Cyber incidents vary in nature and in degree of impact. As new technologies and their applications develop and are adopted (for example, the Internet of Things (IoT) and AI), new threats will emerge. Responding to these threats in the context of rapid technological change, alongside other societal, economic and political changes, will require us to keep pace, adapt and evolve our systems of response and recovery. Agility and responsiveness are key.

As more people do business online, the payoffs from cyber crime increase, attracting more cyber criminals. From domestic use and businesses, to government and critical national infrastructure, we all face a constant and evolving threat.

It is not a straightforward task to identify specific cyber security risks, because the threats are so diverse and ever evolving. Mitigation can often be outside our direct area of control; for example, in relation to digital products or supply chains that are not secure.

The challenges for domestic users are unlikely to be the same challenges that our largest companies face. But it is clear that trust and confidence in the internet and our digital and online infrastructure are essential for Scotland: for our economy, for our society, and for our national security.

Police Scotland has a duty to protect the people of Scotland in the public, private and virtual space. Its strategy, Keeping people safe in the digital world,[3] is a key part of our national response to address cyber crime and will contribute to all four outcomes of the Framework.

Most common types of cyber crime

Computer Misuse Offences

  • Hacking
  • Ransomware
  • DDoS attacks

Financial/Economic Offences

  • Business email compromise
  • Fraudulent transactions and identity fraud
  • Online shopping/auction frauds
  • Scams
  • Blackmail spam

Sexual Offences

Threatening Behaviour/Communications Offences

  • Stalking
  • Hate crime
  • Hoaxes

Source: Police Scotland

Firm foundations - recognising achievements and challenges

In November 2020, the Scottish Government published a progress report on Safe, Secure and Prosperous: A Cyber Resilience Strategy for Scotland. The report, entitled Firm Foundations,[4] demonstrates evidence of progress and celebrates a number of successes, including:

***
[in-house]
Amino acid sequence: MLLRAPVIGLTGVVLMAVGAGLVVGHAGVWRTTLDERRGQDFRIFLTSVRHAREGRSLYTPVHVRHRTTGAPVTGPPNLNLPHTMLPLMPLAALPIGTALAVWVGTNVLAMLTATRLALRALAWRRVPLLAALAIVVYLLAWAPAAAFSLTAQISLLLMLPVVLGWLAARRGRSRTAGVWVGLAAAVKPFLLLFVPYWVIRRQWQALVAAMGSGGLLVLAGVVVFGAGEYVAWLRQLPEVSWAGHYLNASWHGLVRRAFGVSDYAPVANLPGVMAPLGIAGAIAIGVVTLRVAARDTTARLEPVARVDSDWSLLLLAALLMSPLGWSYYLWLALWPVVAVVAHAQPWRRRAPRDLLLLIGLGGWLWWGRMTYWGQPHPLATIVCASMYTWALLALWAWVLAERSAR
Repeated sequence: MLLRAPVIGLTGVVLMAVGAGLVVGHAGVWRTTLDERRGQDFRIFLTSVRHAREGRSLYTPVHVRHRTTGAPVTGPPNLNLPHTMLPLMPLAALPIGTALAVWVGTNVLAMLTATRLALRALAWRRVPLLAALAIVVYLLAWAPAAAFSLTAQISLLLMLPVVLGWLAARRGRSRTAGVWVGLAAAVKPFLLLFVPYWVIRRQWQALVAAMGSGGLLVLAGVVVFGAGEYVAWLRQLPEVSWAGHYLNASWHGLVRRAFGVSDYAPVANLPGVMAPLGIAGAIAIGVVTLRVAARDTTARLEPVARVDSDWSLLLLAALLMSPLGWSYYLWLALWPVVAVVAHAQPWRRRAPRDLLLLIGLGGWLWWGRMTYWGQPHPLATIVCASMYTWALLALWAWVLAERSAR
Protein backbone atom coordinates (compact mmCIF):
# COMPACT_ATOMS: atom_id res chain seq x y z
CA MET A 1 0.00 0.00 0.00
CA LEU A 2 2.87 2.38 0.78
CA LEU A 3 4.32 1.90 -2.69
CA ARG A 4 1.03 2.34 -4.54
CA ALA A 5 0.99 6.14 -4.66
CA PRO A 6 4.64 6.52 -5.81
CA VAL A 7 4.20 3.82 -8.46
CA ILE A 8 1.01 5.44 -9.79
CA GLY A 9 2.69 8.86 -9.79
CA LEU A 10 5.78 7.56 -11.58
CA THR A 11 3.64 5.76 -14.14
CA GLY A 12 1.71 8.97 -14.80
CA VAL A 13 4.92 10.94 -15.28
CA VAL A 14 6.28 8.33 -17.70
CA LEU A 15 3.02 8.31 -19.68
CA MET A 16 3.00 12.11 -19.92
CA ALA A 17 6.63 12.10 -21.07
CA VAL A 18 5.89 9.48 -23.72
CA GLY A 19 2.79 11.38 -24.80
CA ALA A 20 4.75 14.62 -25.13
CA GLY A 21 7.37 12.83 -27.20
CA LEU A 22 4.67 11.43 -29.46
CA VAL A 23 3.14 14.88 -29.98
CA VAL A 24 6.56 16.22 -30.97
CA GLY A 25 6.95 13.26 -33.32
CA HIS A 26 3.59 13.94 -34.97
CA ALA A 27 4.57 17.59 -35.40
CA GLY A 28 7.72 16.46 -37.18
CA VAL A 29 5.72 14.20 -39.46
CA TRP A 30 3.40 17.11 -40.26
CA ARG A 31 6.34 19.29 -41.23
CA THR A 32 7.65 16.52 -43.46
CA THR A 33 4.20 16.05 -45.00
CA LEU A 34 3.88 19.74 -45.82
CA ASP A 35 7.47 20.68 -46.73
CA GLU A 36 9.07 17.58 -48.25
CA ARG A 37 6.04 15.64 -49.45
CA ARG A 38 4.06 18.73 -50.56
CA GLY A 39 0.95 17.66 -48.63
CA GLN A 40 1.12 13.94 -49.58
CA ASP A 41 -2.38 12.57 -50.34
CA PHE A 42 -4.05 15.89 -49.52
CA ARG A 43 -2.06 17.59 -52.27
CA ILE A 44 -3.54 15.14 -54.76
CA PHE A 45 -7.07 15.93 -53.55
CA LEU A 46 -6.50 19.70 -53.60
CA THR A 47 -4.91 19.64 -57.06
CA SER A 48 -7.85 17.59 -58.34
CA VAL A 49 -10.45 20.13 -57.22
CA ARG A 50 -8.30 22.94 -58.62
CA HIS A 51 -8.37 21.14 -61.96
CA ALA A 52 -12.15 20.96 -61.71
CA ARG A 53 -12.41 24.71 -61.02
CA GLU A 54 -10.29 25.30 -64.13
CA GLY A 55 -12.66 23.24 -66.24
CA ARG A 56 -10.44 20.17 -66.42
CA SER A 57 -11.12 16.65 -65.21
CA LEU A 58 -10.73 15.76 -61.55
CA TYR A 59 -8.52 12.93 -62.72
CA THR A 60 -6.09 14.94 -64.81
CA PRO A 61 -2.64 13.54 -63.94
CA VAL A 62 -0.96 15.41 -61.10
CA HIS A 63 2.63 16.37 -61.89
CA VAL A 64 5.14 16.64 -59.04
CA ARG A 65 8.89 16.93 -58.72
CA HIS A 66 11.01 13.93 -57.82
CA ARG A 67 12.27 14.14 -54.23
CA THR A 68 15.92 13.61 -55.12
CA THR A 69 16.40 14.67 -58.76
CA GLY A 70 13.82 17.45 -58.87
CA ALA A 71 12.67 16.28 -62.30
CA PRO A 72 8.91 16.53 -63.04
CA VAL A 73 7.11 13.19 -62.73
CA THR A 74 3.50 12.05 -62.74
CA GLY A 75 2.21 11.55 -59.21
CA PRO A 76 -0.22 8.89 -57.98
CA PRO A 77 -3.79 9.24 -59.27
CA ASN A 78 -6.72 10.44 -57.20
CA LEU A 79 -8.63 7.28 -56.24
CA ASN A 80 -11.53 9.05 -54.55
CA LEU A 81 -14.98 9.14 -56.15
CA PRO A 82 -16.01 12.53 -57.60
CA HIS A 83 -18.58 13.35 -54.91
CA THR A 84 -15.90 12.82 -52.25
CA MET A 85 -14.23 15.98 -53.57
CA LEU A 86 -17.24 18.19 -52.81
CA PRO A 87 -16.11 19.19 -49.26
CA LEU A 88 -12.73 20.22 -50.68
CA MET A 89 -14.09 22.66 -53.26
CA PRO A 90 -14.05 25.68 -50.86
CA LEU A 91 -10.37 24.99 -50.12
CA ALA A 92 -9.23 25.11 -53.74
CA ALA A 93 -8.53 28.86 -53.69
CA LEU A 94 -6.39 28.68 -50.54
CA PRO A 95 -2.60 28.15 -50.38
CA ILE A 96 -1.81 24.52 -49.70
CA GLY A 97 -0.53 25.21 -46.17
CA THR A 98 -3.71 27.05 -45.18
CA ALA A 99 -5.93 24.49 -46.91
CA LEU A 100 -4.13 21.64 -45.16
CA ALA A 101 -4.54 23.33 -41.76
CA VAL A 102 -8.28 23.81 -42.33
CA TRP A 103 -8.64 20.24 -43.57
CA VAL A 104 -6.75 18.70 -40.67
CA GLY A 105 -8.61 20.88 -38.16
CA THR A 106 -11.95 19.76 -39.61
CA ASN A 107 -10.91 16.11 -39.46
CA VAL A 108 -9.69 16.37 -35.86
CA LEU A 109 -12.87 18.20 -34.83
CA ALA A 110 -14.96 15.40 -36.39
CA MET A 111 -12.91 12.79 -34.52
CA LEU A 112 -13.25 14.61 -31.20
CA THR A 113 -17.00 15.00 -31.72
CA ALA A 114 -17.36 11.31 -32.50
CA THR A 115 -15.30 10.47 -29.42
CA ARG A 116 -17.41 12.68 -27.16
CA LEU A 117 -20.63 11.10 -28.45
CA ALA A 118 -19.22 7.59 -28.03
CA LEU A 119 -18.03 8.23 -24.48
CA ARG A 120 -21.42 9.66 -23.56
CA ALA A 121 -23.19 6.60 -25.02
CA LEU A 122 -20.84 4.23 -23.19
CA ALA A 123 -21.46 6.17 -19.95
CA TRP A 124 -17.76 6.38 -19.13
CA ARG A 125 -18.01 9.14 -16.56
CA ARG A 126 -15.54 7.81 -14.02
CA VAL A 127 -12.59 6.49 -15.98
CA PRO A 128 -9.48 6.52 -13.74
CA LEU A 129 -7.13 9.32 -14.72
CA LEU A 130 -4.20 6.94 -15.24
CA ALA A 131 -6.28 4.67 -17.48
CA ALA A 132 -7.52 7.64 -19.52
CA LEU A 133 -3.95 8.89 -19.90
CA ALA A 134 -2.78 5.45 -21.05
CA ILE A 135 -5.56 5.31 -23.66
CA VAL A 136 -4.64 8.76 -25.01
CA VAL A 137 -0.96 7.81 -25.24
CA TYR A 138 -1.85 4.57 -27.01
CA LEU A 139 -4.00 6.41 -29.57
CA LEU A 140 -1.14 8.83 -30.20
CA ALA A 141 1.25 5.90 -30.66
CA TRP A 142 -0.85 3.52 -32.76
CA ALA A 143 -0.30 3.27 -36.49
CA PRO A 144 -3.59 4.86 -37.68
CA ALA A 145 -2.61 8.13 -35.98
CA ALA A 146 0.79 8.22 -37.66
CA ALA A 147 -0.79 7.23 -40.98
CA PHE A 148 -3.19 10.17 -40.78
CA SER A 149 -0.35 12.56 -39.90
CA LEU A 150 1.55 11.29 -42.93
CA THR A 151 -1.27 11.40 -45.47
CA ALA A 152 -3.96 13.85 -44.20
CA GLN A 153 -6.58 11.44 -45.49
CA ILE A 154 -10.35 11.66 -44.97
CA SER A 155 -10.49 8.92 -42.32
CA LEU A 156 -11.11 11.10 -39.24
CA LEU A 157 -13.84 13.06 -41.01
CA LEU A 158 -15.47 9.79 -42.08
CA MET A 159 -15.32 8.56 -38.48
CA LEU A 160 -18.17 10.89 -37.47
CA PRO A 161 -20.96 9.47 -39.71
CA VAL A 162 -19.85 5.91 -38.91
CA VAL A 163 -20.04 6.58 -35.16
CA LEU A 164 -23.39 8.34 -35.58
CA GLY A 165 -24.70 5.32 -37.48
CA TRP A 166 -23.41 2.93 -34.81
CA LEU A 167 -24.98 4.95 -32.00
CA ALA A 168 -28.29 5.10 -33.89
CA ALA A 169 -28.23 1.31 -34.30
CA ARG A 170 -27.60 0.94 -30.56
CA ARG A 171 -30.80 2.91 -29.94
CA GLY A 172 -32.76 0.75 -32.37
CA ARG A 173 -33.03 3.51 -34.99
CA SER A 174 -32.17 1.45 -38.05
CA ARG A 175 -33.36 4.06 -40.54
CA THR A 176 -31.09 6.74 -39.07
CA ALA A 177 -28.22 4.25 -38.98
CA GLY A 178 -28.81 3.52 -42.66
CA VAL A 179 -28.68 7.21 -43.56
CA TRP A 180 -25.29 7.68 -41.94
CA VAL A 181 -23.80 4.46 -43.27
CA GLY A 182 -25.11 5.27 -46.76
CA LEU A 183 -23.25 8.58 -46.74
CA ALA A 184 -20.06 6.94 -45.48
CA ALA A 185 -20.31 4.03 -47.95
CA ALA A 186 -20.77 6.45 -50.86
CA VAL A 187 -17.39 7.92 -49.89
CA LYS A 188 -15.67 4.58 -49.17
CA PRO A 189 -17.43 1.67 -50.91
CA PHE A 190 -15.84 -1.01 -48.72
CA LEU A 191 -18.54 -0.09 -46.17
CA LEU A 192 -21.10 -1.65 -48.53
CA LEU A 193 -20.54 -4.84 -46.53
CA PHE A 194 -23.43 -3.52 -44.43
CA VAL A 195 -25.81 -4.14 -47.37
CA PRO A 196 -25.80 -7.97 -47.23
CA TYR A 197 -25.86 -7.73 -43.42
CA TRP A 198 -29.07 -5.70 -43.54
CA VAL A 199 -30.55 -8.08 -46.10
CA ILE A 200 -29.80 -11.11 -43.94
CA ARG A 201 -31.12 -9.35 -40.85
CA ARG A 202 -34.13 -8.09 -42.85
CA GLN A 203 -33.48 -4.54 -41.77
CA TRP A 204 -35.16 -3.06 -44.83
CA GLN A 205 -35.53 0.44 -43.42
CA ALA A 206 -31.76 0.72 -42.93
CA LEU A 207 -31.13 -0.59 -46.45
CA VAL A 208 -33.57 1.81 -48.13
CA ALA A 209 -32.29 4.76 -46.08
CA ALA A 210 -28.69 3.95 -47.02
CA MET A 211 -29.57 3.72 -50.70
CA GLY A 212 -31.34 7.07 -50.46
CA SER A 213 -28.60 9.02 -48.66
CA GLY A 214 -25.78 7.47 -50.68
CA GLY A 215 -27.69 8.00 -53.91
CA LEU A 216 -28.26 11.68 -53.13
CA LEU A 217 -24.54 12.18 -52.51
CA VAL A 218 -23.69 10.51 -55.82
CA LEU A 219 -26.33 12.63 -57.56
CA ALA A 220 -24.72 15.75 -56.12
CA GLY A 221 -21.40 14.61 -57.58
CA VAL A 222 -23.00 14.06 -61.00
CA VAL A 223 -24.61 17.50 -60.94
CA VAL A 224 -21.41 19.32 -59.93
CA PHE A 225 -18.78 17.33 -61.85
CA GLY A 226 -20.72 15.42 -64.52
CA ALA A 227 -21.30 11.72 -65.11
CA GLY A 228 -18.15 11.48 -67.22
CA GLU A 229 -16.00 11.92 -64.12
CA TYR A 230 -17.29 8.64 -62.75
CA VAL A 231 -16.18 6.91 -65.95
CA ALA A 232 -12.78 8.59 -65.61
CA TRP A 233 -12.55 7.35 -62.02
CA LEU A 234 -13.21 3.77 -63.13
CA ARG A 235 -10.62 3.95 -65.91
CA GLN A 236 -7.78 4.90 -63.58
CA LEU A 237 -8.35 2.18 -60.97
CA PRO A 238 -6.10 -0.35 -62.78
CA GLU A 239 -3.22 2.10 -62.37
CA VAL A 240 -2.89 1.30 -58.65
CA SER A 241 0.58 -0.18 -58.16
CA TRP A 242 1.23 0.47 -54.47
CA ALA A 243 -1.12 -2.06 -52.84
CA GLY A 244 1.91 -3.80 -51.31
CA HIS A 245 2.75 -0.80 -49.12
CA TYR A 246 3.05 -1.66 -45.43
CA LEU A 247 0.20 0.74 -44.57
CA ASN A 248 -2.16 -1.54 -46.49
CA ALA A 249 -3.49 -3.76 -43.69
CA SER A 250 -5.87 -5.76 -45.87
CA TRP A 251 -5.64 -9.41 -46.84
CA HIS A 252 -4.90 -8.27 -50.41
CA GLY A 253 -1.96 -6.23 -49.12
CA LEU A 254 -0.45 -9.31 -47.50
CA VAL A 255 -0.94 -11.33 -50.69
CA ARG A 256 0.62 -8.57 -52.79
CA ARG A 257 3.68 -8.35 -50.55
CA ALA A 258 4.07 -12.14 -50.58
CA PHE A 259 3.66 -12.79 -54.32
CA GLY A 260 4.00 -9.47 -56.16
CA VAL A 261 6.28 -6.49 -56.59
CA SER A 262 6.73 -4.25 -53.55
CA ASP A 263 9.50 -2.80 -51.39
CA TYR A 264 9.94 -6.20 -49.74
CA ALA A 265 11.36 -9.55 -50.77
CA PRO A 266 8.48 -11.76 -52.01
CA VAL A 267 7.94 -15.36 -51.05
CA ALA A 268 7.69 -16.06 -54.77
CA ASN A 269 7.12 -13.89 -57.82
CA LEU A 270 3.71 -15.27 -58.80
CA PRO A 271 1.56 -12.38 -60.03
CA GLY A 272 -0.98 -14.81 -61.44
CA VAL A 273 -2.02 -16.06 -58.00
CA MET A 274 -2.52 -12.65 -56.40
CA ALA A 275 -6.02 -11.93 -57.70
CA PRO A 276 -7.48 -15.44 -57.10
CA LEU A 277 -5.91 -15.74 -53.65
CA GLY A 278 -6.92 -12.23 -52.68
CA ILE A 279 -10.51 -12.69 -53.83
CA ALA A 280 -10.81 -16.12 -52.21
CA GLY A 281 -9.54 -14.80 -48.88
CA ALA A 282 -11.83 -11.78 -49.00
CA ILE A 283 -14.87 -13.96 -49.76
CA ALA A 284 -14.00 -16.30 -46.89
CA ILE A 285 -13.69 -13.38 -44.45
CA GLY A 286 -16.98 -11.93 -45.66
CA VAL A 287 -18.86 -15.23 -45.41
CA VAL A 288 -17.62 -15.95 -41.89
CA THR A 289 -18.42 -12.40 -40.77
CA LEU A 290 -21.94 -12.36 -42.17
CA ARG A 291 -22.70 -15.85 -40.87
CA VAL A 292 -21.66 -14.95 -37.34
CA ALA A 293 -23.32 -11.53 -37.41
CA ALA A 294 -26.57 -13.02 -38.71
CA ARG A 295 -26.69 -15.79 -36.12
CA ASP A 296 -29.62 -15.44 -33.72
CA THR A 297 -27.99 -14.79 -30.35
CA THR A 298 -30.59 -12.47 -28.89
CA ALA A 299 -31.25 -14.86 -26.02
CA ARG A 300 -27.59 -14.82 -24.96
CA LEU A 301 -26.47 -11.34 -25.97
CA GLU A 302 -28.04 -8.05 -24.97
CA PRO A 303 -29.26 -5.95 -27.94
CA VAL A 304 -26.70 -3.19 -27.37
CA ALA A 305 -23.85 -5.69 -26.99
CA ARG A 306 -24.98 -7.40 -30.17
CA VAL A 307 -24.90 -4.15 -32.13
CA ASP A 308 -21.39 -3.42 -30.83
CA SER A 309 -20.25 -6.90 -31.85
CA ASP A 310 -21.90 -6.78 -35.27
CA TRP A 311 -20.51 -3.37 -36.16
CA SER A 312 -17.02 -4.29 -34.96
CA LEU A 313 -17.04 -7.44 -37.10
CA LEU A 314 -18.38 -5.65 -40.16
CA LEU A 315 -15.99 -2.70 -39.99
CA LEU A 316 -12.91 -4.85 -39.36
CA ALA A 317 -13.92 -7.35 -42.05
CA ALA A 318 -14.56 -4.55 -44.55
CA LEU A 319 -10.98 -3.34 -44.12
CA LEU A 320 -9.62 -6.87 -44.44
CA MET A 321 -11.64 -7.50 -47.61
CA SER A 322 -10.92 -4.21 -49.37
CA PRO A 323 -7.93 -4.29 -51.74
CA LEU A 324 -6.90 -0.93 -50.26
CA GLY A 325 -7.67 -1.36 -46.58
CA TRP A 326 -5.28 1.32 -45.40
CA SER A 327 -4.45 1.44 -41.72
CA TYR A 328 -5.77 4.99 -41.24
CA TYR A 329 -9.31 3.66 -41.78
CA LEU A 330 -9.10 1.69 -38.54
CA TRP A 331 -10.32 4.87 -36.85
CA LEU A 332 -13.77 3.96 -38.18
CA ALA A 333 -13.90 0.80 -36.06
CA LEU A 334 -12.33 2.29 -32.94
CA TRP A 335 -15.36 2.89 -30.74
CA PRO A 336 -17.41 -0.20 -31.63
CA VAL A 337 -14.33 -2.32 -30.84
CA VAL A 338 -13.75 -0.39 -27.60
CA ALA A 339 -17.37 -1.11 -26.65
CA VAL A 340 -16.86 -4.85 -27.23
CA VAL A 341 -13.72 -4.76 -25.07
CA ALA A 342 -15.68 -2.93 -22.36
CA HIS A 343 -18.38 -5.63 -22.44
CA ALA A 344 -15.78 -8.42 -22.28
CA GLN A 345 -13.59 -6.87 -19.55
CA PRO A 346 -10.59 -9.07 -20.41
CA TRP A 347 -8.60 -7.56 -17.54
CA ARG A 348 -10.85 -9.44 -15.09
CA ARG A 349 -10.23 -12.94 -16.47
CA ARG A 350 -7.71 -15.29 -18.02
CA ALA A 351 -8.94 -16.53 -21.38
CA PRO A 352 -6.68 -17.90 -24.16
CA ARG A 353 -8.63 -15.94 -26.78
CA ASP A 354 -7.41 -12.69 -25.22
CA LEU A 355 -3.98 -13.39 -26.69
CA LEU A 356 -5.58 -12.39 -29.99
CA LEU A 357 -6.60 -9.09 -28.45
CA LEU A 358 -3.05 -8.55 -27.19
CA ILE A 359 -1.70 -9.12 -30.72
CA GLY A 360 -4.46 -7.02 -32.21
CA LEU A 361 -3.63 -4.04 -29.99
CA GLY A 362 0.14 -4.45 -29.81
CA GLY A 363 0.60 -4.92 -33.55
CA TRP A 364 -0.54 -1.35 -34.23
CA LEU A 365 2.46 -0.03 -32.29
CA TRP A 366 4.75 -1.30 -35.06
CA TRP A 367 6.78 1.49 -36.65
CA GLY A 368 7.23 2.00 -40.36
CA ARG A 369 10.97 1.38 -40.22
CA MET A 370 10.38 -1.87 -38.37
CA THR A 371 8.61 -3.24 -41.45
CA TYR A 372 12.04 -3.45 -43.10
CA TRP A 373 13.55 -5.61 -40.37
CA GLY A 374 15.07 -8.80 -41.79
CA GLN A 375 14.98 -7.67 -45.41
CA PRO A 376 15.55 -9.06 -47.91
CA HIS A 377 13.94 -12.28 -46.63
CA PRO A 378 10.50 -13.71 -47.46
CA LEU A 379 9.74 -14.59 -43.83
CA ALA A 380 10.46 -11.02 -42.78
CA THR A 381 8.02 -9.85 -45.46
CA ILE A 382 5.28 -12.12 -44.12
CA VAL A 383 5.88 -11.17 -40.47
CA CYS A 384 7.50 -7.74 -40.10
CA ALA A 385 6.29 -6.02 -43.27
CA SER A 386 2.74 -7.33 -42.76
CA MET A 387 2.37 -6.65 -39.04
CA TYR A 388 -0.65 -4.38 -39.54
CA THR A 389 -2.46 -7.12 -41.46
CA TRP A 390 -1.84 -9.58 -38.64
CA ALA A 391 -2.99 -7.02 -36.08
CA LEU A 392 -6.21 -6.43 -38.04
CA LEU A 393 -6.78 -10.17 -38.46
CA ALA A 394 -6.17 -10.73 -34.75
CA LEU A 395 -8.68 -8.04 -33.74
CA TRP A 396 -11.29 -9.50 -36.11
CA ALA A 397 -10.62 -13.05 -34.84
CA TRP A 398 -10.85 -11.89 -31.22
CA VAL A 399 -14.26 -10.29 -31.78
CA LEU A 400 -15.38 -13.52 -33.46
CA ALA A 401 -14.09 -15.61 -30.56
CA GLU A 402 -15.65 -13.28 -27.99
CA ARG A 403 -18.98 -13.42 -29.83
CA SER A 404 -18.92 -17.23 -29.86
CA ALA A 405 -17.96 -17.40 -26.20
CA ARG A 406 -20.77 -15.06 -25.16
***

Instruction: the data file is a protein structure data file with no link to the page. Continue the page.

• commitment and collaboration of national partners
  • strong and productive relationship with the National Cyber Security Centre
  • establishment of the National Cyber Resilience Advisory Board
  • an increased take up of the NCSC's Active Defence Tools across the public sector
  • increased awareness of the cyber threat in the third sector
  • substantial developments in our education and lifelong learning system
  • establishment of CyberScotland Week - an annual showcase of cyber security awareness raising and services in Scotland
  • stimulation and early growth in Scotland's cyber security goods and services industry.

It also identified a number of areas requiring development, including in relation to:

  • securing our hundreds of thousands of SMEs
  • reaching our tens of thousands of third sector organisations
  • further strengthening our skills pipeline, drawing on industry expertise.

The need for agile policy making and response in relation to cyber resilience

The COVID-19 pandemic has demonstrated to us the need for our strategic planning and response to external and unexpected incidents to be agile and adaptable.

The pandemic has led to an acceleration in the scale and speed of digital adoption, including increased reliance on digital technologies to enable home working, learning, shopping and communication. Official statistics for Scotland and the whole of the UK show that:

  • At the end of January 2021, 40% of workers in Scotland had worked from home at some point in the previous seven days, with the majority doing so as a result of the COVID-19 pandemic.[5]
  • Between May and June 2020, 87% of parents said a child in their household had been learning at home because of the COVID-19 pandemic, with 44% of parents saying their children aged 16 to 18 had used real-time interactive online learning resources provided by schools (for example, live lessons) compared with 13% for children aged 5 to 10 years.[6]
  • In 2020, the amount spent on online retail sales increased by 46% when compared to 2019 as a whole, the largest annual increase since 2008. All retail sectors reported large increases in the total of online sales in 2020.[7]

During this time the threat landscape has also changed, with the pandemic providing new opportunities for cyber criminals. According to EUROPOL data:[8]

  • COVID-19 has led to an increase in vulnerabilities - what they term "the attack surface" - as the fast shift to remote working means some companies have relaxed their IT security policies, with some responsibility being transferred to the users, where varying levels of training have created a new security gap.
  • Fake items claiming to help prevent or cure COVID-19 have emerged on the Internet.
  • A number of phishing campaigns have taken advantage of COVID-19.
  • The volume of online child sexual abuse material and the livestreaming of child sexual imagery, and self-generated child sexual imagery, has increased, exacerbated by the COVID-19 restrictions.
  • Business e-mail compromise has increased across most EU Member States as a result of COVID-19.

Scotland, like other countries, has had to respond rapidly to these difficult and unexpected circumstances and the need to be digitally secure has been a critical component to the COVID-19 response. Cyber resilience has been a key underpinning factor to ensure Scotland is able to develop secure smart digital solutions to meet the needs of the situation in the immediate and longer-terms.